A new CBS poll says 69 percent of Americans think things are going badly in Afghanistan. Only 27 percent of Republicans think things are going well there. Yikes.
Much of this perception was no doubt shaped by Gen. Stanley McChrystal’s assessment that was leaked to Bob Woodward of the Washington Post and the ensuing media mania that accompanied it, including sanctioned leaks that Stan the Man would kick a sand dune and quit if he didn’t get what he wanted. McChrystal insisted throughout the echo chamber that lack of more troops in Afghanistan would result in "mission failure."
But what is the mission in Afghanistan? The Obama administration has stated it’s about "disrupting terror networks," and Secretary of State Hillary Clinton says we’re only in Afghanistan to get at al-Qaeda, and that we have no long-term commitment to rebuild Afghanistan.
That’s in stark contrast to what McChrystal and his Pentagon and media pals have been saying. He and Joint Chief chairman Adm. Mike Mullen and Defense Secretary Robert Gates have been telling Afghans Oh, don’t worry, we’ll stay with you; you can count on it.
But the Afghans don’t want us there. You must watch this video at the Guardian UK that was put together by Sean Smith, Guy Grandjean and Michael Tait. We’re screwing things up there so bad we’ll never undo to damage we’ve done. It rends my heart to shreds to see how we’ve put our fine young troops into a mission so impossible. Watch those kids, putting their lives on the line, listen to locals beg them to go away. Afghan forces, a key to McChrystal’s flying pie counterinsurgency (COIN) strategy, are worse than useless. They’re as on-the-take as their President, Hamid Karzai. McChrystal wants a combination of U.S., NATO and Afghanistan forces that number somewhere in the neighborhood of 600,000. That’s based on our counterinsurgency doctrine, which is a bogus as a blue dollar bill.
The doctrine is tripe for a number of reasons, but the biggest reason is that it calls for "effective governance by a legitimate government."
Funny thing. Transparency International, a global coalition that tracks corruption, rates Afghanistan at number 179 of 180 nations it monitors. The only nation rated more corrupt than Afghanistan is Somalia, which for years has been, as journalist Jim Lobe puts it, "has not had a functioning government capable of controlling a major portion of its territory since 1991."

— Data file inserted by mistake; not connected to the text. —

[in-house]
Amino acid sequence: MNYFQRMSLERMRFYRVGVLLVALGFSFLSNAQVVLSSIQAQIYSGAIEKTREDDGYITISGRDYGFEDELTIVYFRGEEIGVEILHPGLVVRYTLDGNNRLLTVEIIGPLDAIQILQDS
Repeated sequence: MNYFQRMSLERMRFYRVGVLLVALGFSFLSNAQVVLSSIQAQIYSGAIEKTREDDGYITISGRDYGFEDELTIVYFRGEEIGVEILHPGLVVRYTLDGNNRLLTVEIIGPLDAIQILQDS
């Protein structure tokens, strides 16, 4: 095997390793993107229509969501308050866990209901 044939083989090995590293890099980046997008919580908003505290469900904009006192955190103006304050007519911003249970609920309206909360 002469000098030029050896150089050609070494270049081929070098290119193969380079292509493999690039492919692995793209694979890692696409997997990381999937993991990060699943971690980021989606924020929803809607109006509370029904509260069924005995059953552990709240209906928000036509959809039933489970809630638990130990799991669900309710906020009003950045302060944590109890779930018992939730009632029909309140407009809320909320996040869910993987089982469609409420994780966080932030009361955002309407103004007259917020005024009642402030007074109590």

Iraq, the other place where we’re trying to conduct COIN, ranks 176.
It’s little wonder that the real key to counterinsurgency doctrine is bribery. British troops are being told to buy off the Taliban with "bags of gold." Gen. David Petraeus made himself the most famous and powerful general in the world by bribing gunslingers in Iraq not to shoot at people we don’t want shot.
Therein lies the greatest fallacy of our COIN doctrine. It calls for a legitimate government for us to back, but legitimate governments, by and large, don’t face insurgencies.
In the cases of Iraq and Afghanistan, we created the insurgencies that we’re unable to quell. Saddam Hussein kept things under control in Iraq, and Mohammed Omar’s loose Taliban coalition had a grip on Afghanistan. Our interventions in those two countries have done little more than to take baseball bats to hornets’ nests.
That’s good news to our Long War hoodlums, who can’t find enough hornets’ nests to molest. For the 20 years since the end of the Cold War, the Pentagon and its pals in Congress and the media have been desperately trying to find a reason to soak up the lion’s share of the federal budget.
We do not, and will likely never again, have a military threat to our existence or safety. Terrorism is something best handled by policing and political action. As the respected analysts at the Rand Corporation phrase it, "Terrorists should be perceived as criminals, not holy warriors." There is no "battlefield solution," Rand analysts say. More importantly, they say that the best approach to countering terrorism should involve "a light U.S. military footprint or none at all."
Yet we continue to pursue a heavy military footprint approach to counterterrorism. This is partly because the Pentagon’s Long War strategy has little to do with combating terrorism. David Kilcullen, an adviser to Petraeus and McChrystal, says terrorism isn’t "at the top of my list" of reasons to persist in Afghanistan. He’s more worried about preserving NATO, the Cold War coalition that hasn’t had a reason to exist for 20 years.
Terrorism isn’t a reason we keep lingering in Iraq either. The Mesopotamia Mistake was never about terrorism, or weapons of mass destruction, or even Saddam Hussein. It was a neoconservative stratagem to invade and occupy the heart of the oil-rich Persian Gulf region.
We’re gushing blood and treasure into Southwest and Central Asia for no other reason than to keep the military-industrial cash caisson and gravy ship and wild-blue budget alive. COIN is a red herring, a deliberate attempt to distract attention from what’s really going on. The Pentagon and its kiss ups in Congress and the media and industry would have us believe that counterinsurgency and counter-terrorism are the same thing. They are not.
COIN, especially as we are practicing it, is about propping up the most corrupt governments on the planet. Counterterrorism is about going after terrorists. There’s a big difference. We’re not really going after terrorists. We’re seeking ways to keep the Army at war in order to justify its budget.
Little wonder it is that U.S. Army suicides are expected to rise for the fifth straight year. They know that the COIN doctrine they’re executing is a crock of horse feathers.